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Heisei in Perspective: Smoking Rate Declining in Japan

January 9, 2019

Tokyo--The proportion of smokers is dropping in Japan, with the figure in 2018 down by half from the 36 pct level when the current Heisei era began in 1989.

Japan Tobacco Inc. <2914> attributed the decline to increasing health awareness, an aging population, tougher smoking regulations and higher cigarette prices due chiefly to tax hikes.

According to a survey by JT, the smoking rate among people aged 20 and older fell to 17.9 pct in 2018 from 36.1 pct in 1989. The proportion of smokers among adult men dived to 27.8 pct from 61.1 pct. Both rates hit the lowest levels since the survey was launched in 1965.

The smoking rate has continued falling since peaking in 1966, at 49.4 pct in total and at 83.7 pct for men.

Antismoking movements are viewed as one cause of the drop. According to Fumisato Watanabe, head of a center for information on tobacco issues, there were no smoking regulations at almost all public and transportation facilities when he started a movement for nonsmokers' rights some 40 years ago.

In 1987, railway stations started banning smoking in phases. Smoking became prohibited inside train cars too. Beginning in 1999, airlines banned smoking on all passenger jets.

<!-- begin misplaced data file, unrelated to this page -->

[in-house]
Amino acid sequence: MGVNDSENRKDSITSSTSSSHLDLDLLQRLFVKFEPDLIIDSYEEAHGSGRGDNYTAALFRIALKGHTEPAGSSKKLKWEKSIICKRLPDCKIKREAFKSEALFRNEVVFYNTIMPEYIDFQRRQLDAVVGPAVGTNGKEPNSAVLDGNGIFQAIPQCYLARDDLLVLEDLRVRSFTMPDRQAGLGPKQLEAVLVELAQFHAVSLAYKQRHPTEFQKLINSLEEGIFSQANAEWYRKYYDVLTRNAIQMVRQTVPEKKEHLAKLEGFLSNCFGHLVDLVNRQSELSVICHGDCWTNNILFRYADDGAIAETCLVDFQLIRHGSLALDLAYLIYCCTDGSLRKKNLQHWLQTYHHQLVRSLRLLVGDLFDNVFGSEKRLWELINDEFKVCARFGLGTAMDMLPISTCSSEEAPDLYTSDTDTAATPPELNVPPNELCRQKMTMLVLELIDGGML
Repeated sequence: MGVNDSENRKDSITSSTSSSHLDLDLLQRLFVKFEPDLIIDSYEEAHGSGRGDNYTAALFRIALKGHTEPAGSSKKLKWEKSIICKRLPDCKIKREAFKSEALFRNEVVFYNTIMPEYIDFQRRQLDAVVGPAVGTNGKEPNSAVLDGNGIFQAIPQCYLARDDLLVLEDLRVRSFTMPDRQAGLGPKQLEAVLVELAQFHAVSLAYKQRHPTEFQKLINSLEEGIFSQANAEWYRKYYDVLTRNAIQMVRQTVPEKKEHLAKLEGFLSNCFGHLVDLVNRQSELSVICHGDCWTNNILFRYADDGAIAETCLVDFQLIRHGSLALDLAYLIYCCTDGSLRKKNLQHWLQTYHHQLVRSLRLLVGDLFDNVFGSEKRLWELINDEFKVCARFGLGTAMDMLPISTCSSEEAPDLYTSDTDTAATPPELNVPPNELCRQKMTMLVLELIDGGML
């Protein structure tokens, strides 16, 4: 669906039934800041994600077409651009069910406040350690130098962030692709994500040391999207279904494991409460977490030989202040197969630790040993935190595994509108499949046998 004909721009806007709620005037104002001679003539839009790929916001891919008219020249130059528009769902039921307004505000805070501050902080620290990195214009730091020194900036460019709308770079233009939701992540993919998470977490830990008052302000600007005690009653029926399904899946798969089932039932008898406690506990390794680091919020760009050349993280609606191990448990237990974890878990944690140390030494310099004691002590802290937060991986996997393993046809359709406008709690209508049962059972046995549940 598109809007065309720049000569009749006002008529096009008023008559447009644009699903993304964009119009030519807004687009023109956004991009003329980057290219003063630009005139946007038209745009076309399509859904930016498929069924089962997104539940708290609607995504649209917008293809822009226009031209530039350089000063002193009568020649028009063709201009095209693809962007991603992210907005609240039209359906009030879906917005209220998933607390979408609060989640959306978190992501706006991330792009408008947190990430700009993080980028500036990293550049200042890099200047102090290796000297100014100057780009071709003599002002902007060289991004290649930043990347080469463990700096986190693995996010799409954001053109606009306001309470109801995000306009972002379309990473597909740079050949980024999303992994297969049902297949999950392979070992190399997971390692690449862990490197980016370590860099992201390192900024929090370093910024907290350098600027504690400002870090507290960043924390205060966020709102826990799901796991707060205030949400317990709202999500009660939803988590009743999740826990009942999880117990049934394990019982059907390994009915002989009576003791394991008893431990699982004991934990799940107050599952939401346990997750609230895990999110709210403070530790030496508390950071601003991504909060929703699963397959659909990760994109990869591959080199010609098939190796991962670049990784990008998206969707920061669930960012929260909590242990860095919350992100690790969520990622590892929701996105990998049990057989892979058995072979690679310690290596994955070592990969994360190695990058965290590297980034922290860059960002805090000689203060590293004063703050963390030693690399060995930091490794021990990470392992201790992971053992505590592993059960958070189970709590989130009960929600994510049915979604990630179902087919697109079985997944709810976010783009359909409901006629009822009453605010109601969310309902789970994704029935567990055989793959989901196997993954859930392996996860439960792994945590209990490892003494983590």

The revised health promotion law, enacted in July 2018, prohibits smoking in principle at facilities that many people use, such as offices and restaurants. Under the law, violators will be punished. Smoking restrictions covering all buildings of schools, hospitals and government bodies will be implemented in July this year.

Ordinances with tougher regulations on smoking have also been established to prevent passive smoking in municipalities including Tokyo and the city of Chiba.

Watanabe, 81, said that the movement for nonsmokers' rights began with the wish to prevent passive smoking. "It was good that the law was revised and ordinances were established, although they are still weak," Watanabe said.

Smokers also saw tobacco prices increase. In 1989, the price of JT's mainstay Mild Seven, the predecessor of Mevius, stood at 220 yen per pack, but recently the cost increased to 480 yen due chiefly to tax hikes.

Meanwhile, major cigarette makers are currently focusing on sales of heat-not-burn tobacco products. An official of JT said that such products smell less and are considered to have lower health risks. The products are gradually spreading, but it is uncertain whether cigarette makers will be able to attract new customers. Jiji Press